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Long-Awaited Plan for Management of Water Resources in New Jersey

More than two decades in the making, the state’s Water Supply blueprint finally has been updated to the surprise of many who thought Christie administration would run out the clock on it

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Skeptics said it would have to wait until Gov. Chris Christie leaves office, and politicians said development plans couldn’t be made without it — but 21 years after it was last published, the New Jersey Water Supply Plan has finally been updated.

The long-awaited document, last published in 1996 despite a legal requirement for an update every five years, has been repeatedly demanded by water-supply professionals, political leaders and environmentalists who say it is an essential tool that allows the state to plan for development, make allowance for droughts, and avoid the environmental damage that comes with over-pumping streams.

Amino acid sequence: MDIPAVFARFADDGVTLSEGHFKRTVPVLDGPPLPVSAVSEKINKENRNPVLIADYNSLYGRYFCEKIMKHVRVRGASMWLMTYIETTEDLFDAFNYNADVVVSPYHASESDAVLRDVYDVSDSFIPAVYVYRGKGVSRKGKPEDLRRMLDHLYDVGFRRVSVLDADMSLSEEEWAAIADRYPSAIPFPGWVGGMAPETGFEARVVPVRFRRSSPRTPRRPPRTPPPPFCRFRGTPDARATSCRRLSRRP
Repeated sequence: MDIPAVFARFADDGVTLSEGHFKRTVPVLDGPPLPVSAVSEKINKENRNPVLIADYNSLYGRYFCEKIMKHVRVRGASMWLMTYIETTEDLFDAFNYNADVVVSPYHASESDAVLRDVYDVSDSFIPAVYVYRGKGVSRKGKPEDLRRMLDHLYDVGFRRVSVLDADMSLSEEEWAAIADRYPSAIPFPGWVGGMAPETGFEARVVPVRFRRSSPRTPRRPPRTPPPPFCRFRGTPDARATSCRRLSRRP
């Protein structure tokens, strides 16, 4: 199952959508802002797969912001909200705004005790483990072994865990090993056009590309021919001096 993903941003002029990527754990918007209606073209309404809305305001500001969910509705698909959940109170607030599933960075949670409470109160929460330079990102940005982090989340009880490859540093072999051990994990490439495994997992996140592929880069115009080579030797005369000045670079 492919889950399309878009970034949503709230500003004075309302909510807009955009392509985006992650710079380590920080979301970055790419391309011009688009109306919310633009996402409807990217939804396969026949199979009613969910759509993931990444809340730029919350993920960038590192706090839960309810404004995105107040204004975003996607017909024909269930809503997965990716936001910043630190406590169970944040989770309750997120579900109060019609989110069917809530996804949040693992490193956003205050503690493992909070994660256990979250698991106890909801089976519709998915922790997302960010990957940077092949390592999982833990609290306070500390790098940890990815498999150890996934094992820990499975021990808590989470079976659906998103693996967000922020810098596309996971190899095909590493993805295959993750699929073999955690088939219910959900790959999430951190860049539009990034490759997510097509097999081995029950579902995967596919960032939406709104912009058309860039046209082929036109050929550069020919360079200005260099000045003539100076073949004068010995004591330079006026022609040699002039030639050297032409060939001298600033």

The blueprint also traditionally looks at water-quality standards, what capital improvements are needed, and whether there should be interconnections between water systems.

Report says NJ has enough water

The new document, published by the Department of Environmental Protection late Monday, says the state has enough water to meet future needs provided it increases conservation, addresses the deteriorating pipework beneath the streets of many older cities, and achieves connections between systems.